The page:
Exit strategy lessons from the frontline
Succession planning is the elephant in the room for many small businesses, where personal and business considerations can become blurred. Articulating a clear, defined plan for exit – with safety nets for all partners – is essential for avoiding future conflict at a management level, as well as potential client and staff issues.
However, while all other elements of business strategy are openly shared and discussed, exit strategy may seem a mystery until an unexpected situation arises. A partner decides they want to retire or pursue a new venture, a talented staff member wants to buy into the business, or a majority shareholder becomes seriously ill.
Macquarie Business Banking often works behind the scenes on partnership and acquisition deals for its clients. Here are some real-world approaches to consider.
Articulating a clear, defined plan for exit... is essential for avoiding future conflict at a management level, as well as potential client and staff issues.
A new structure for younger partners
DCH Legal is an established family law practice in Perth, with almost three decades of trading history. When one of the three partners decided it was time to retire, they realised it would have a significant impact on cash flow and capital investment.
“We had to work the numbers to reconfigure the firm,” explains Toni Parkinson, one of the remaining partners in the business. “There were also two employees we wanted to bring in as partners, but they were not in a financial position to raise that capital themselves.”
Although the firm was in a sound financial position with no major debt, their incumbent bank couldn’t finance the transaction. “We worked with Macquarie to look at our structure in a different way,” she explains. “We needed to inject some capital to pay out the exiting partner, close off the old firm and start a new entity trading under the same name.” The assets were transferred to the new entity, and the two remaining partners put their proceeds back into it. This gave the new business security to establish a revolving loan for the two new partners, who each borrowed to fund their equity.
“Bringing in the next generation of partners is a growing challenge for law firms, because they’re less likely to have built up equity in their own property,” comments Parkinson. “Thinking about different funding models means that’s no longer a barrier to entry.” The whole process took around 12 months, with some help from Deloitte Private Banking and their Macquarie Business Banking Relationship Manager.
“We now have a succession plan in place for the next stage,” Parkinson says. “Knowing you can easily transition is the most important things – whether you choose to do it or not. And we now have the structure in place to allow that to happen.”
The ingredients of a valuation
“Business valuations are based on both quantitative and qualitative data,” explains Danny Chung,National Head of the Built Environment with Macquarie Business Banking.
“Quantitatively, we look at Earnings Before Interest, Tax and Depreciation (EBITD) to estimate what we would reasonably expect profits to be over time – the result is Future Maintainable Earnings (FME). But qualitatively, we then apply a multiple to that amount.”
A range of factors influence the qualitative element of the valuation, including:
- Nature of revenue (and who brings it into the business)
- Barriers of entry to the market
- Customer base
- Quality of earnings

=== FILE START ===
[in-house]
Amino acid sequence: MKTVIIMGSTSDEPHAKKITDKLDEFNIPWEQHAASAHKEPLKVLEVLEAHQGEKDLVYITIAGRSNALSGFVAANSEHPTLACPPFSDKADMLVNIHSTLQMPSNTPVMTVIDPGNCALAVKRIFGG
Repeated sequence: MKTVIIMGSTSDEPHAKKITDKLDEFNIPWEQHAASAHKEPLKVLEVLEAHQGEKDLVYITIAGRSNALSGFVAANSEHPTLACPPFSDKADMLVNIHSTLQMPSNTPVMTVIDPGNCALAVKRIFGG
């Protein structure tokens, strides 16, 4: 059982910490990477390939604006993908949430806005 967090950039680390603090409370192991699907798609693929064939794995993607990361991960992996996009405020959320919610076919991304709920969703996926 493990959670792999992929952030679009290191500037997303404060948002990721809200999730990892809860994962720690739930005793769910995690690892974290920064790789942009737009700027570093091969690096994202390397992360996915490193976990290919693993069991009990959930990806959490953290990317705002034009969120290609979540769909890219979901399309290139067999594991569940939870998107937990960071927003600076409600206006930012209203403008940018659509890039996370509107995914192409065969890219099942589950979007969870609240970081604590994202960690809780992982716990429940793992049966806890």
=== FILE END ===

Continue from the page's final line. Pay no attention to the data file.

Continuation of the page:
- Evidence of sales
- Staff skills and capabilities
- Macroeconomic factors
- Whether the sale is internal or external
Chung gives the example of a small engineering consultancy with one principal. “He wanted to sell to existing staff, and remain in the business for three more years. The two new shareholders would receive equal equity, but they had limited assets (outside their own home) to use as security for funding to buy into the business.”
Macquarie Business Banking could use the business’ cash flow as security to fund in the new shareholders. The debt was held in their individual names and repaid at an agreed rate.
Alternative funding models
Another way to structure the repayments is to deduct it from the shareholder’s dividends each year.
“Effectively, you could allocate a specific share allotment over a period of time – say 10 per cent at a specific valuation. In lieu of dividends, they would effectively pay down that amount,” explains Chung. You could also bring a junior partner in as a part-equity partner – for example, start at 10 per cent gradually increase this over time until they have full ownership through withholding profit or repayments.
The structure and funding model you choose depends on your preferred exit timing, and the business’ capital requirements. An outgoing partner may not be able to wait for payment.
“It’s important to realise an internal successor does not need their own capital to invest – as this may preclude you from choosing the best candidate,” says Chung. “The security for funding may already be within your business.”
When you start asking questions about your staff turnover and client relationships, you realise what’s really important to your business.
He says it’s also illuminating to go through the process of valuing your business as part of your succession plan. “When you start asking questions about your staff turnover and client relationships, you realise what’s really important to your business. As a result, you may identify new ways to add more value in the short term.”
For Parkinson, it was valuable to know they were better prepared for the transition than they expected. “There was some uncertainty for staff initially, as the successors were internal. And we needed to help the new partners understand their obligations and responsibilities. But now we have a lot more confidence on how we think about the future.”